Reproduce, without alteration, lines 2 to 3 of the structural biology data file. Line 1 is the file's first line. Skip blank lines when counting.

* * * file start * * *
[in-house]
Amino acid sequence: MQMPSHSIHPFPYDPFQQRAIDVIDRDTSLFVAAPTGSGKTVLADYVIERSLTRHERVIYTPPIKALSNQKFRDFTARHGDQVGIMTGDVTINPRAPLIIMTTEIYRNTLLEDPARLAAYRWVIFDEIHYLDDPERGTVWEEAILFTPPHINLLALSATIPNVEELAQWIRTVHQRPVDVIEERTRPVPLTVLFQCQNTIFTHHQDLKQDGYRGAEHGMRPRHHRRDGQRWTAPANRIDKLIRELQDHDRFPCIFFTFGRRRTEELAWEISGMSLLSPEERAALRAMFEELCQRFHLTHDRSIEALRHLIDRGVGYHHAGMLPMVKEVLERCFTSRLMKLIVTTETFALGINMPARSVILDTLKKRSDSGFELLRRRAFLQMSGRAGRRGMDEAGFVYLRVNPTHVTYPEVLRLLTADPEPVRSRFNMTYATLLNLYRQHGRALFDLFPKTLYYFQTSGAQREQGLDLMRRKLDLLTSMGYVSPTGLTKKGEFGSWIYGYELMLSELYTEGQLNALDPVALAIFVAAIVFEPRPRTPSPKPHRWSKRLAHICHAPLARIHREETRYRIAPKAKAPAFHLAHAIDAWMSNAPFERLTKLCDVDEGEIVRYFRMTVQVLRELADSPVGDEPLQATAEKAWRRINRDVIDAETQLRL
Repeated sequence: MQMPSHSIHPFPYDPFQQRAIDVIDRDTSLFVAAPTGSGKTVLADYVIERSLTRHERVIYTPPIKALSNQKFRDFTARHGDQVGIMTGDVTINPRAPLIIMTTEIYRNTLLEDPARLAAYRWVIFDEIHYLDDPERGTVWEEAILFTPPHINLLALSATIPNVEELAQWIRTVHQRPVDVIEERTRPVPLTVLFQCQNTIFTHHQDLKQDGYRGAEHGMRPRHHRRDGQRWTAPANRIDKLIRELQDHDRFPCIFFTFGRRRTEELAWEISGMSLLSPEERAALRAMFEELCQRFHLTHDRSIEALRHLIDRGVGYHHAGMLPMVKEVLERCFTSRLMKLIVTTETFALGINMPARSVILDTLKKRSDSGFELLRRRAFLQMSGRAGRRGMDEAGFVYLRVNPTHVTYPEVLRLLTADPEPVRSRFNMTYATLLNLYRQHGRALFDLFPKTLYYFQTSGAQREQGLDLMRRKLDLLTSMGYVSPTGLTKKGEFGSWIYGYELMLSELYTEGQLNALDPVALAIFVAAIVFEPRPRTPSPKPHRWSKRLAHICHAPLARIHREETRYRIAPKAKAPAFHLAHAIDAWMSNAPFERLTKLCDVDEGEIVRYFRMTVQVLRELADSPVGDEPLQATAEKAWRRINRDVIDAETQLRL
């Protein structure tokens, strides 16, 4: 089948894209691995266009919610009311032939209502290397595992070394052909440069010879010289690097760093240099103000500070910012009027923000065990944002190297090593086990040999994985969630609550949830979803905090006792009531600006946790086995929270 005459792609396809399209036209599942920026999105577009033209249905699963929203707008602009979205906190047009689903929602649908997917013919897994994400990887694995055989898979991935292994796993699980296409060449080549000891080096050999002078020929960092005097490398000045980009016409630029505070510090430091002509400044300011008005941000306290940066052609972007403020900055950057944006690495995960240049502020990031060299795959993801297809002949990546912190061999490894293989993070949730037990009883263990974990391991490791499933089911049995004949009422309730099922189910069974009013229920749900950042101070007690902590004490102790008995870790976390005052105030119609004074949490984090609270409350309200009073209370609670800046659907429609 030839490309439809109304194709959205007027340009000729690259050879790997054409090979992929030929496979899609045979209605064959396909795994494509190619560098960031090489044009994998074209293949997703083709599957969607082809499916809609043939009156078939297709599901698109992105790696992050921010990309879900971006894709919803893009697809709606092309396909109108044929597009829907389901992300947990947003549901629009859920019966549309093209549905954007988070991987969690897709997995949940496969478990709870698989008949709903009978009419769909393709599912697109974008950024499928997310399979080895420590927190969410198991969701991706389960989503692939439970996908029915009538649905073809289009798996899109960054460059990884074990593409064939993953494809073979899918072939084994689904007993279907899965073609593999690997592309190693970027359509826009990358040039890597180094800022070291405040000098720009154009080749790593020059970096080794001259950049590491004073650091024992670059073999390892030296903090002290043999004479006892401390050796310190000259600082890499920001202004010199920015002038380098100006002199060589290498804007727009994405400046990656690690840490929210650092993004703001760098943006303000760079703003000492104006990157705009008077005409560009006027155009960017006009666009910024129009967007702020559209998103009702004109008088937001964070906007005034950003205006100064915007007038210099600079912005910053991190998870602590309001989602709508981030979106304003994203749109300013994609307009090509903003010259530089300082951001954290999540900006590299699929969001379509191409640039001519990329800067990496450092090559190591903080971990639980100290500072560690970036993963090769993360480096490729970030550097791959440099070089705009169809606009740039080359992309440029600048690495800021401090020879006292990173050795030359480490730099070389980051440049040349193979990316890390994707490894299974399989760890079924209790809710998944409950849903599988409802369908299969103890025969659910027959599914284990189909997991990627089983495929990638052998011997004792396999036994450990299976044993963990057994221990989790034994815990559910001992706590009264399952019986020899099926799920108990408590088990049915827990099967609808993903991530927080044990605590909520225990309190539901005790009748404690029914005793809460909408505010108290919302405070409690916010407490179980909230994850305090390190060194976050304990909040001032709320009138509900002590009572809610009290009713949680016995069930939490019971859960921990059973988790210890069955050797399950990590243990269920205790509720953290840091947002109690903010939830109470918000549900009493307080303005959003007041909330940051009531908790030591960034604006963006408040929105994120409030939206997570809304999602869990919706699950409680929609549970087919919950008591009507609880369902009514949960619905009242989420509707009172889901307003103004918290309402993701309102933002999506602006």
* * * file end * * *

Amino acid sequence: MQMPSHSIHPFPYDPFQQRAIDVIDRDTSLFVAAPTGSGKTVLADYVIERSLTRHERVIYTPPIKALSNQKFRDFTARHGDQVGIMTGDVTINPRAPLIIMTTEIYRNTLLEDPARLAAYRWVIFDEIHYLDDPERGTVWEEAILFTPPHINLLALSATIPNVEELAQWIRTVHQRPVDVIEERTRPVPLTVLFQCQNTIFTHHQDLKQDGYRGAEHGMRPRHHRRDGQRWTAPANRIDKLIRELQDHDRFPCIFFTFGRRRTEELAWEISGMSLLSPEERAALRAMFEELCQRFHLTHDRSIEALRHLIDRGVGYHHAGMLPMVKEVLERCFTSRLMKLIVTTETFALGINMPARSVILDTLKKRSDSGFELLRRRAFLQMSGRAGRRGMDEAGFVYLRVNPTHVTYPEVLRLLTADPEPVRSRFNMTYATLLNLYRQHGRALFDLFPKTLYYFQTSGAQREQGLDLMRRKLDLLTSMGYVSPTGLTKKGEFGSWIYGYELMLSELYTEGQLNALDPVALAIFVAAIVFEPRPRTPSPKPHRWSKRLAHICHAPLARIHREETRYRIAPKAKAPAFHLAHAIDAWMSNAPFERLTKLCDVDEGEIVRYFRMTVQVLRELADSPVGDEPLQATAEKAWRRINRDVIDAETQLRL
Repeated sequence: MQMPSHSIHPFPYDPFQQRAIDVIDRDTSLFVAAPTGSGKTVLADYVIERSLTRHERVIYTPPIKALSNQKFRDFTARHGDQVGIMTGDVTINPRAPLIIMTTEIYRNTLLEDPARLAAYRWVIFDEIHYLDDPERGTVWEEAILFTPPHINLLALSATIPNVEELAQWIRTVHQRPVDVIEERTRPVPLTVLFQCQNTIFTHHQDLKQDGYRGAEHGMRPRHHRRDGQRWTAPANRIDKLIRELQDHDRFPCIFFTFGRRRTEELAWEISGMSLLSPEERAALRAMFEELCQRFHLTHDRSIEALRHLIDRGVGYHHAGMLPMVKEVLERCFTSRLMKLIVTTETFALGINMPARSVILDTLKKRSDSGFELLRRRAFLQMSGRAGRRGMDEAGFVYLRVNPTHVTYPEVLRLLTADPEPVRSRFNMTYATLLNLYRQHGRALFDLFPKTLYYFQTSGAQREQGLDLMRRKLDLLTSMGYVSPTGLTKKGEFGSWIYGYELMLSELYTEGQLNALDPVALAIFVAAIVFEPRPRTPSPKPHRWSKRLAHICHAPLARIHREETRYRIAPKAKAPAFHLAHAIDAWMSNAPFERLTKLCDVDEGEIVRYFRMTVQVLRELADSPVGDEPLQATAEKAWRRINRDVIDAETQLRL